|By Marketwired .||
|October 22, 2013 02:23 PM EDT||
WINCHESTER, CA -- (Marketwired) -- 10/22/13 -- Captain Bertis McMillan joined the U.S. Army in 1983. Knowing his true calling was in helping save lives, he trained to become a combat medic. McMillan continued his medical education and became a licensed physician assistant (PA).
Years later while serving in Afghanistan, McMillan's armored transport vehicle was hit by an IED. "I felt the blast, but didn't suffer so much as a scratch," McMillan said.
Following his discharge from the military, McMillan worked as a physician assistant. Over time, he started developing memory issues, and lost the ability to maintain his PA credentials. He attributed the problem to boxing. McMillan had participated in the sport since age 14, coaching two teams while in the military.
"I started to feel uncomfortable around people and began going into seclusion. That led to depression and feelings of worthlessness. I enrolled in VA's healthcare system and began receiving treatment for PTSD and traumatic brain injury," he said. "VA staff got me to open up and share my experiences, and suggested I try using art as a form of introspection."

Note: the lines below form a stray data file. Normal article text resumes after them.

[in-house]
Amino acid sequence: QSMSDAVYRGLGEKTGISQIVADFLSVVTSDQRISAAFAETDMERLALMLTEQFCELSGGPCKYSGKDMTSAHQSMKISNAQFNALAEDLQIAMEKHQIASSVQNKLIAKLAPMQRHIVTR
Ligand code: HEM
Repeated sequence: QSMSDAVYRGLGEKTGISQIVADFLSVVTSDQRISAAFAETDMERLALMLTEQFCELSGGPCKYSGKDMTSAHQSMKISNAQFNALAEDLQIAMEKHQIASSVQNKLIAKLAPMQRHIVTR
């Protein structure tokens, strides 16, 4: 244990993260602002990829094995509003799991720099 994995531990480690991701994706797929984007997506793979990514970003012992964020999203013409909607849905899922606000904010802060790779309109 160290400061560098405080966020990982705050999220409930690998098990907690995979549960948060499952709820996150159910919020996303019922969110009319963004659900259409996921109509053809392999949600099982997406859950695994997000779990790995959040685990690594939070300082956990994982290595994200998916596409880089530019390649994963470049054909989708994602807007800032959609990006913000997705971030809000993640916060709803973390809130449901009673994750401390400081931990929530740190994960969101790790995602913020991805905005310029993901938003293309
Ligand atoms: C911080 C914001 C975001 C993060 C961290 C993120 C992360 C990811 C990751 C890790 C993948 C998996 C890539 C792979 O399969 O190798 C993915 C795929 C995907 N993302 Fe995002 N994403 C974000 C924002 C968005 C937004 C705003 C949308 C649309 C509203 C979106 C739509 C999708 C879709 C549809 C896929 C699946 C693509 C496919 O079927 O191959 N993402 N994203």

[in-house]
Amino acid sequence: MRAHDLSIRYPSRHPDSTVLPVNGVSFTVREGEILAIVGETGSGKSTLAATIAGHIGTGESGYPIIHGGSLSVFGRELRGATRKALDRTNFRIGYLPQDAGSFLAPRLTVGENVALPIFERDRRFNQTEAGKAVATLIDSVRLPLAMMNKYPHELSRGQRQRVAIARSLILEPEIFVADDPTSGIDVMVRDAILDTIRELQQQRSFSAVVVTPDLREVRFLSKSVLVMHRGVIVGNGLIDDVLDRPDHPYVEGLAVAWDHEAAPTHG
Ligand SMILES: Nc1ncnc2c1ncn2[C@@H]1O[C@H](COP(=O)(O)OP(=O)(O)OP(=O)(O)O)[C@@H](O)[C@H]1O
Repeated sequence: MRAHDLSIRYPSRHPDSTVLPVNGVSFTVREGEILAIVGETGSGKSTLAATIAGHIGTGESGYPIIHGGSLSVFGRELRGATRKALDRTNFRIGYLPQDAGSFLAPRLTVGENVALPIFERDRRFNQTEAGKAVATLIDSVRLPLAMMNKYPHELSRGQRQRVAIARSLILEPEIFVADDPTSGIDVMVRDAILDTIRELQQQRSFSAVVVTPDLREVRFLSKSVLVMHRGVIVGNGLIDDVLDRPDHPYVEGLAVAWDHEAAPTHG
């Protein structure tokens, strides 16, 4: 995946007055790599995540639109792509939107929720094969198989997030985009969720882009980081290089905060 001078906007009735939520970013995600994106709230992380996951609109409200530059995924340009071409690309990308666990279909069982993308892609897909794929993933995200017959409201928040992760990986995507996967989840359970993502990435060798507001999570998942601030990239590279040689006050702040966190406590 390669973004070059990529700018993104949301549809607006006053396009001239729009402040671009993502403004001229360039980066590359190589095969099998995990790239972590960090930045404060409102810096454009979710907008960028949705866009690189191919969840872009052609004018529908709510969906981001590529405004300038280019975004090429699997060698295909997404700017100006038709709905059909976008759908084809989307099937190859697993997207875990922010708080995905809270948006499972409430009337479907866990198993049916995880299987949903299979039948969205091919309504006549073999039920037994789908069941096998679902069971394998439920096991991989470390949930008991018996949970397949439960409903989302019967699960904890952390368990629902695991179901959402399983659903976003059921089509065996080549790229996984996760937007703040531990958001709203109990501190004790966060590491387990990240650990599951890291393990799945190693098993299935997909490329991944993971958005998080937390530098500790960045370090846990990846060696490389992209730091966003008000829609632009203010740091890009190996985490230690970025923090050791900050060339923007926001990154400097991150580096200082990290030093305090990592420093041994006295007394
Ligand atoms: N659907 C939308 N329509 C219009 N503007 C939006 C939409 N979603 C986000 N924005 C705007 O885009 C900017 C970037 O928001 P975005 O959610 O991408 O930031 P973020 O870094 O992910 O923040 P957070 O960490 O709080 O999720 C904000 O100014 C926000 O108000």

McMillan discovered an arts and crafts program sponsored by Help Hospitalized Veterans (HHV). He began visiting HHV's new Community Based Crafts (CBC) location near Tampa, Florida.
"It was tough at first because I was so isolated, but I made new friends through the CBC," said McMillan. "When I don't go, they call to check on me. Their genuine love and acceptance has given me the confidence to come out with my homosexuality, something I've kept hidden all my life," said McMillan. "Having a place for veterans to go and share with each other is essential," he added.
HHV is the nation's largest provider of free arts and craft kits to veterans receiving healthcare. Since 1971, HHV has donated over 28 million therapeutic craft kits. For more information visit HHV.org.
Help Hospitalized Veterans
Phone: (928) 848-7803